Read the Pac-12 letter to the University of California Regents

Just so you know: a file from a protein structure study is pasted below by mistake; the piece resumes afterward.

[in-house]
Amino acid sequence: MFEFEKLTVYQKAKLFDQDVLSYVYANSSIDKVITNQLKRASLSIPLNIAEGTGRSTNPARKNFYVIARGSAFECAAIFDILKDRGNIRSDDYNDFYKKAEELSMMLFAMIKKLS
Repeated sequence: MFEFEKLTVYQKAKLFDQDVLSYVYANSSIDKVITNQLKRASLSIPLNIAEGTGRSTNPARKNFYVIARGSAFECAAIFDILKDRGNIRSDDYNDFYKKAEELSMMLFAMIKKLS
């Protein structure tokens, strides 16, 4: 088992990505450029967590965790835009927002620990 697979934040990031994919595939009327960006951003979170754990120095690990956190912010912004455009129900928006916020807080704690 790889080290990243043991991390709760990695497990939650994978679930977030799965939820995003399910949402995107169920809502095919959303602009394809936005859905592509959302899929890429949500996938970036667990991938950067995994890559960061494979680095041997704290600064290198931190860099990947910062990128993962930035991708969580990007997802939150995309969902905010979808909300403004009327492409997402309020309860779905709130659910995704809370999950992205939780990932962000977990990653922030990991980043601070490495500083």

We know from published medical research from the National Institutes of Health, studies from the NCAA, and from interviews with our own student-athlete leaders that significant additional travel, including repeated travel across 3 time zones, impacts the physical and mental well-being of student-athletes. Impacting Athletes -Being and their academic aspirations. These increased travel demands require exercise students to travel across multiple time zones on a regular basis, disrupting sleep, mood, and physical and cognitive function for days after travel, with cascading personal repercussions. In fact, a common medical guideline is that it takes a body one day to adjust to each time zone crossed. Our calculations are based on nine of UCLA’s teams with regular conference travel schedules (football, men’s and women’s basketball, women’s volleyball, women’s soccer, baseball, men’s and women’s tennis, and softball). will fly 159% more air miles and drive 44% more bus groundmills than today in the Pac-12. Longer flight and bus times add up over the season, resulting in fewer days on campus with their fellow students focused on education. Even if UCLA athletics decides to charter more flights, UCLA student-athletes will, on average, face twice as many absentee days from campus. 2. Significant hardships for the families of UCLA student-athletes and UCLA alumni In addition to the travel difficulties for student-athletes, we are also concerned about the significant additional burden that UCLA’s decision places on families of student-athletes and loyal, dedicated alumni. With almost all conference games taking place at least 2,000 miles from campus, families of UCLA students have to make longer and more expensive trips to watch their children compete. 70 percent of UCLA grads live on the West Coast and face similar travel and expenses to see the Bruins at away games. 3. Significant negative impact on UCLA’s spending For all the explanations in hindsight, UCLA’s decision to join the Big Ten was clearly financially motivated after the UCLA athletic department managed to rake in more than $100 million in debt over the past three fiscal years to accumulate UCLA’s financial backing as the impetus for its decision was widely touted in the media and public discourse. While it is true that the Big Ten Conference recently announced a major media rights deal, the Big Ten’s payouts to its member schools in the near future will be larger than the payouts available to Pac-12 schools from the Pac-12 Conference standing, UCLA’s membership in the Big Ten will also require significant additional spending for the athletic department. By our estimates, UCLA’s additional travel expenses, competitive salaries and match guarantee expenses will more than offset ALL the additional revenue UCLA will generate from the Big Ten’s media rights deal. UCLA currently spends about $8.1 million a year on its teams traveling to attend the Pac-12 conference. UCLA will increase its team travel expenses by 100% when flying commercially in the Big Ten ($8.1 million per year), 160% more when chartering half the time ($13.1 million per year), and by 290%. increase as each flight is chartered ($23.7 million increase per year). Travel aside, we also expect UCLA to increase spending to compete with the average Big Ten athletic department. Based on UCLA’s most recent spending, normalized for the average budget and size of the Big Ten athletic departments, UCLA needs to increase head coach salaries and bonuses by 19%, assistant coach salaries by 13%, and guaranteed spend by 122% . and its administrator salaries by 27%. That equates to roughly $15 million in additional annual spending just to compete with an “average” Big Ten budget. Finally, UCLA will likely face further increased annual expenses to compete as a member of the Big Ten in marketing, fundraising, recruiting and gaming operations. Any financial gains UCLA will make by joining the Big Ten will ultimately go to airlines and charter companies, administrators’ and coaches’ salaries, and other recipients, rather than providing additional resources to student-athletes. 360 3rd Street, 3rd Floor 11 San Francisco, California 415.580.4200

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